Steve Jobs narrates the first “Think Different” Apple commercial “Here’s to the Crazy Ones”.
It never aired.
You too can put a ding in the universe
THERE are three simple steps to being a visionary leader. That’s it. Just three simple steps.
To be a visionary leader, you need to:
1) Learn from everyone,
2) Follow no one, and
3) Look for patterns.
So simple and easy to remember.
Learn always, never follow, and look for patterns.
Oh, and one more thing. You’ll need to work like hell.
Go, get moving, we need you.
Trust that the dots will connect down the road, love what you do, and remember that you are going to die
TODAY October 5th 2011, we received the sad news that Steve Jobs has departed.
We are lucky to have lived during the same age as Steve Jobs, a man who has put a dent in the universe, and whose lasting impact will be remembered in the same breath as Aristotle, Leonardo da Vinci, and Sir Isaac Newton.
If you have ever used a personal computer, listened to digital music, or used a smart phone, then Steve Jobs has changed the way that you experience the world. For most of us it would be impossible to imagine using a PC without a mouse, but this is just one of the innovations that were introduced and popularised by Steve Jobs, the visionary.
In 1976, Jobs and his high school friend Stephen Wozniak started Apple in a suburban California garage. Wozniak designed the original Apple I computer to impress his friends at the Homebrew Computer Club and Jobs was immediately inspired. Jobs saw its potential and took responsibility for marketing this creation to the world. (source: New York Times)
Jobs understood that ideas which spread win. Apple has always appealed to a different kind of person. A person who believes that things can change, that the world can be a better place, and that we can make a difference. Apple’s products personify this idea, and the Apple faithful purchase Apple products not merely as a consumption decision but as an expression of their personal identity. Steve Jobs is their poster boy.
Jobs also understood that ideas which fail to spread lose … even if they embody more advanced technology. Apple has often been criticised by the tech-purists for selling shiny products which contain ordinary technology. The amusing iPhone4 vs HTC Evo video reflects this lament. Why would someone buy the iPhone4 when the HTC Evo is technologically superior? Why indeed. The answer, which Jobs intuitively understood, is fairly simple. When you purchase the HTC Evo you only get a phone. However, when you purchase the iPhone4 you also get to be part of the Apple community, to express your personal identity, and to tell a story about who you are and how the world might be one day. “Things can be different, things can be better, we can change things.”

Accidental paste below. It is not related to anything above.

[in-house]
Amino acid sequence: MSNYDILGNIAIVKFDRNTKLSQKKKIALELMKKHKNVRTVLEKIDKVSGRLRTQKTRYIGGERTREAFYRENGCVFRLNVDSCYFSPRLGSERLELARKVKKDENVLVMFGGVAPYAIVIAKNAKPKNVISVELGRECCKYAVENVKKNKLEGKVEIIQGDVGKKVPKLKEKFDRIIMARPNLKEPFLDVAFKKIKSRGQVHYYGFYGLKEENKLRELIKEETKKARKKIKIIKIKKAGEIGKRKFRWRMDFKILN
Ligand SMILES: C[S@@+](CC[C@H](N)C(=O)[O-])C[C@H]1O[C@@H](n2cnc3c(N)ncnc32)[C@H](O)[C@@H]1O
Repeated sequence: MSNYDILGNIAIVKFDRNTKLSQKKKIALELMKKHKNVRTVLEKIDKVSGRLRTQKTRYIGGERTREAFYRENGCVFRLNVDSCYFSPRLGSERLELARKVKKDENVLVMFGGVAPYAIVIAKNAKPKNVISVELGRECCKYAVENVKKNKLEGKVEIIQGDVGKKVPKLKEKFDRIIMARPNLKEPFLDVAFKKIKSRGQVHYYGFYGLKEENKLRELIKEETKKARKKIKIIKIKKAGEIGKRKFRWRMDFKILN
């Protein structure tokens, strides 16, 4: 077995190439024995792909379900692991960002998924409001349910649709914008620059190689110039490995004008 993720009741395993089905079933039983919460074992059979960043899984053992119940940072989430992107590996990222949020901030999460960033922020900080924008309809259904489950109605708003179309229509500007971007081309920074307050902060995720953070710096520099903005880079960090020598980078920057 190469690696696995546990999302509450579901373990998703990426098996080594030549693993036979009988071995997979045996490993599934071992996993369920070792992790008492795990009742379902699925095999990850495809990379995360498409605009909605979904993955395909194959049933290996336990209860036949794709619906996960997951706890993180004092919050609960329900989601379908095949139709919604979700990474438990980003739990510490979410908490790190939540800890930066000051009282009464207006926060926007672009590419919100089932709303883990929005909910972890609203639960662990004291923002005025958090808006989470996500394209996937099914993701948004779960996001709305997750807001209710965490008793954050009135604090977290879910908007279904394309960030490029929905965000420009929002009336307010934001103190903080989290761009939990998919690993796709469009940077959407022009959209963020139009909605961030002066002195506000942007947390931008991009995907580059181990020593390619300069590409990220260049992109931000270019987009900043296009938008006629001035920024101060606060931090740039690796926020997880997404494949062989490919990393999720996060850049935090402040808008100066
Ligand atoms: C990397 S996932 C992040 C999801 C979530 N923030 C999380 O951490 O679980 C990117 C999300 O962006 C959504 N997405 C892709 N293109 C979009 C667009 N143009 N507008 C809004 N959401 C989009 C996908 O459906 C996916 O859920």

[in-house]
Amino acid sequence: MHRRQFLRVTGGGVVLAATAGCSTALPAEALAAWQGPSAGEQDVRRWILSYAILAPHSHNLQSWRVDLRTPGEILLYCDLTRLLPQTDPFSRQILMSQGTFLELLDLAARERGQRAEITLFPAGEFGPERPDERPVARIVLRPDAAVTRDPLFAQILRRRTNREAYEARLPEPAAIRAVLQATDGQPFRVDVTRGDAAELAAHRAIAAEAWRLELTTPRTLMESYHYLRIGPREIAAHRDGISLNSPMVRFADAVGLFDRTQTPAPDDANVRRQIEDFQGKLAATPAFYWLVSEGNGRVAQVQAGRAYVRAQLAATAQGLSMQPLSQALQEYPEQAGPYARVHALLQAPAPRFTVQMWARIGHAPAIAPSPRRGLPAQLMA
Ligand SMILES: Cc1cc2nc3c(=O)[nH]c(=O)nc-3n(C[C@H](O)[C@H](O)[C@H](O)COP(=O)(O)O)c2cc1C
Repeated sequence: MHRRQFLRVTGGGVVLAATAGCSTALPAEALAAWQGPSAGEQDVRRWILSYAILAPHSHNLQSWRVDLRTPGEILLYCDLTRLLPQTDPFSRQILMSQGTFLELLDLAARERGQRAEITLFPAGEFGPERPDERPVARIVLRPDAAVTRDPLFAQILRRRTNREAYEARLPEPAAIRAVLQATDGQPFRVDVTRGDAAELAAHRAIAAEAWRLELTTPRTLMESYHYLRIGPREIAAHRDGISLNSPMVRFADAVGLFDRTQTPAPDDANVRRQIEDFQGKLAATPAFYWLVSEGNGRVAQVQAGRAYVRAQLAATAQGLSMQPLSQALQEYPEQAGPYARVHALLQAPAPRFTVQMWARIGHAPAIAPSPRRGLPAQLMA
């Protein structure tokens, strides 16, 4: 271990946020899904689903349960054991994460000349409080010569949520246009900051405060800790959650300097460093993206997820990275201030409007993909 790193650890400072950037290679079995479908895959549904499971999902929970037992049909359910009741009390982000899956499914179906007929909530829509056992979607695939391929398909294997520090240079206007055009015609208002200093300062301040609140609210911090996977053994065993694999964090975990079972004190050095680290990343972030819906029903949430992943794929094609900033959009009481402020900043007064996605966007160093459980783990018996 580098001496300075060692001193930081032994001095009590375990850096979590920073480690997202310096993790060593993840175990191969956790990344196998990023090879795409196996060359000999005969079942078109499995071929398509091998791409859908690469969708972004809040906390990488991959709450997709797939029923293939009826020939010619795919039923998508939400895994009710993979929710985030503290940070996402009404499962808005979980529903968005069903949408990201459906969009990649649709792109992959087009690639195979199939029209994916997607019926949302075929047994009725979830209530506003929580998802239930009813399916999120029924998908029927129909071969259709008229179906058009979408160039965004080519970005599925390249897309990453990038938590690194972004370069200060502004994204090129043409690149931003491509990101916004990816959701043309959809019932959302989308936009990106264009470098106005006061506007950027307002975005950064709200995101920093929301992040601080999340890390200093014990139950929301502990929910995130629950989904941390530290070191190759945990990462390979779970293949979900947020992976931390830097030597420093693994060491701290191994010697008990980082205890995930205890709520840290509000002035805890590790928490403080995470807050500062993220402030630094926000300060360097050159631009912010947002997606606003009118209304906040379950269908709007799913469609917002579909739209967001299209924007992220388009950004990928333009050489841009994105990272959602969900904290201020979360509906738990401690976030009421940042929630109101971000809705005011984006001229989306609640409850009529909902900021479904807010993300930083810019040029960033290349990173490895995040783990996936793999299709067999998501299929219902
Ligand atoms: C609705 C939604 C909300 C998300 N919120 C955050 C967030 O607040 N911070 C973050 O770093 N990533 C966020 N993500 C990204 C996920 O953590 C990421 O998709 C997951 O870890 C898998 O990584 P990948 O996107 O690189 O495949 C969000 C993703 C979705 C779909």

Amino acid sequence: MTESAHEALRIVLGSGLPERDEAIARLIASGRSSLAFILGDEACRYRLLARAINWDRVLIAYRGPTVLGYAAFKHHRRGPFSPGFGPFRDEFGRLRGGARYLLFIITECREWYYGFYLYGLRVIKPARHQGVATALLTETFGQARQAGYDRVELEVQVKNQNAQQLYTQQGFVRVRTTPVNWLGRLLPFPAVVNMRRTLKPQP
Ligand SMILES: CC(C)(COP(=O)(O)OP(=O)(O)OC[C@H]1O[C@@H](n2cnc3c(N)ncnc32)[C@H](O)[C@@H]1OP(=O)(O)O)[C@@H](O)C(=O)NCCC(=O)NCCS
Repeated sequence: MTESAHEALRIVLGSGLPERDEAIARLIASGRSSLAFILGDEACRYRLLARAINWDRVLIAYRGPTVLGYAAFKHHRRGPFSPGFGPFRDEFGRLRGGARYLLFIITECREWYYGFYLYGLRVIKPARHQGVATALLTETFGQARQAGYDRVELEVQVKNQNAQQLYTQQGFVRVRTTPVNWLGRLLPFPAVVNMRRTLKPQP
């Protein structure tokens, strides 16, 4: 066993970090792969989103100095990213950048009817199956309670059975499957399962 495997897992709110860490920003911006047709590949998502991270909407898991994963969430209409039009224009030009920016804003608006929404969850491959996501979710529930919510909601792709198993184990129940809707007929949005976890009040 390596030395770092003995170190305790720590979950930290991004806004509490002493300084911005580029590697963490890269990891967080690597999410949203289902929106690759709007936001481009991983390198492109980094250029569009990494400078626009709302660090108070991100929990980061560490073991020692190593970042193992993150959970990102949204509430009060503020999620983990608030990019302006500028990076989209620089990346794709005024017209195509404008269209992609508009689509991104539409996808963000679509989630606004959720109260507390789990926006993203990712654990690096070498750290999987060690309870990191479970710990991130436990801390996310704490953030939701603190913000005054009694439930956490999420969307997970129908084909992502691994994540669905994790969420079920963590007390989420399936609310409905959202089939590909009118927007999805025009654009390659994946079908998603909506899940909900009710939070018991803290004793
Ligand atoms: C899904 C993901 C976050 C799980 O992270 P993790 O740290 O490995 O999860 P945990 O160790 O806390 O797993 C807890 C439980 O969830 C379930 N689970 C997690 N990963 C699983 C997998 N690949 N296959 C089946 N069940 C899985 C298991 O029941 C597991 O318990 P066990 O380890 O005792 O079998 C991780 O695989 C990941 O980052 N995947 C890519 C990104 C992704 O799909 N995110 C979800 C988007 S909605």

Jobs understood how to communicate his ideas effectively. His keynote speeches at Apple’s Worldwide Developers Conference were extremely popular, were covered extensively by the international press, and were so effective at influencing software developers that they came to be referred to as his “reality distortion field.” How did he do it? One technique Jobs used consistently in his communications was the Rule of Three – a simple, powerful and effective tool that you can adopt to improve your speeches, reports and other communications.
Jobs used his powers of persuasion to change the world for the better. His passion for pursuing the future, and bringing Apple and the rest of the world with him, was captured in his keynote speech at the Macworld Conference and Expo in January 2007 when he concluded by quoting ice hockey legend Wayne Gretzky:
There’s an old Wayne Gretzky quote that I love. “I skate to where the puck is going to be, not where it has been.” And we’ve always tried to do that at Apple. Since the very very beginning. And we always will.
Some would argue that skating passionately into an unknown future is not only risky, but foolish … and Jobs would probably have agreed. His view of the world was shaped by the 1960s counterculture of the San Francisco Bay Area where he grew up. And he identified one publication from that period as having a lasting impact on his life: “The Whole Earth Catalog”. Jobs recalled that it was an amazing publication which, after a few years in circulation, left a brief yet memorable farewell message on the back cover of its final issue:
“Stay hungry, stay foolish.”